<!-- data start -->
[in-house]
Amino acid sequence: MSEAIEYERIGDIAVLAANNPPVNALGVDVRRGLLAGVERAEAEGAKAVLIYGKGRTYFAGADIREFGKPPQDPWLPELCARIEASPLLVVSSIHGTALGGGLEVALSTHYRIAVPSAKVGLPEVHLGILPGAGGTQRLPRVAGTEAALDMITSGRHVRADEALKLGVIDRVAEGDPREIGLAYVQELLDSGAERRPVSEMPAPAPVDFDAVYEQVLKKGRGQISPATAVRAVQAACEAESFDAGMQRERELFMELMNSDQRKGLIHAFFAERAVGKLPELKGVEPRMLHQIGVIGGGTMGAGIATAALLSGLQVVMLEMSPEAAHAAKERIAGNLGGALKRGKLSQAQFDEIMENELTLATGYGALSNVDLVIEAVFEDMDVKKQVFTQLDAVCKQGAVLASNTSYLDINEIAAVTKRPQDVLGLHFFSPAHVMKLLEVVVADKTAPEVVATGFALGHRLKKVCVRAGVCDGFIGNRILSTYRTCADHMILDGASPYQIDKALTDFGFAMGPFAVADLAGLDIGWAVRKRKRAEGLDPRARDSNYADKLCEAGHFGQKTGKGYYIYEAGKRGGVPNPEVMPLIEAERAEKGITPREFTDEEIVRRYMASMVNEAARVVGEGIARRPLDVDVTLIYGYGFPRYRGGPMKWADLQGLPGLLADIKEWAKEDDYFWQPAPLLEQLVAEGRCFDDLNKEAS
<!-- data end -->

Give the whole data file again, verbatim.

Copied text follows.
[in-house]
Amino acid sequence: MSEAIEYERIGDIAVLAANNPPVNALGVDVRRGLLAGVERAEAEGAKAVLIYGKGRTYFAGADIREFGKPPQDPWLPELCARIEASPLLVVSSIHGTALGGGLEVALSTHYRIAVPSAKVGLPEVHLGILPGAGGTQRLPRVAGTEAALDMITSGRHVRADEALKLGVIDRVAEGDPREIGLAYVQELLDSGAERRPVSEMPAPAPVDFDAVYEQVLKKGRGQISPATAVRAVQAACEAESFDAGMQRERELFMELMNSDQRKGLIHAFFAERAVGKLPELKGVEPRMLHQIGVIGGGTMGAGIATAALLSGLQVVMLEMSPEAAHAAKERIAGNLGGALKRGKLSQAQFDEIMENELTLATGYGALSNVDLVIEAVFEDMDVKKQVFTQLDAVCKQGAVLASNTSYLDINEIAAVTKRPQDVLGLHFFSPAHVMKLLEVVVADKTAPEVVATGFALGHRLKKVCVRAGVCDGFIGNRILSTYRTCADHMILDGASPYQIDKALTDFGFAMGPFAVADLAGLDIGWAVRKRKRAEGLDPRARDSNYADKLCEAGHFGQKTGKGYYIYEAGKRGGVPNPEVMPLIEAERAEKGITPREFTDEEIVRRYMASMVNEAARVVGEGIARRPLDVDVTLIYGYGFPRYRGGPMKWADLQGLPGLLADIKEWAKEDDYFWQPAPLLEQLVAEGRCFDDLNKEAS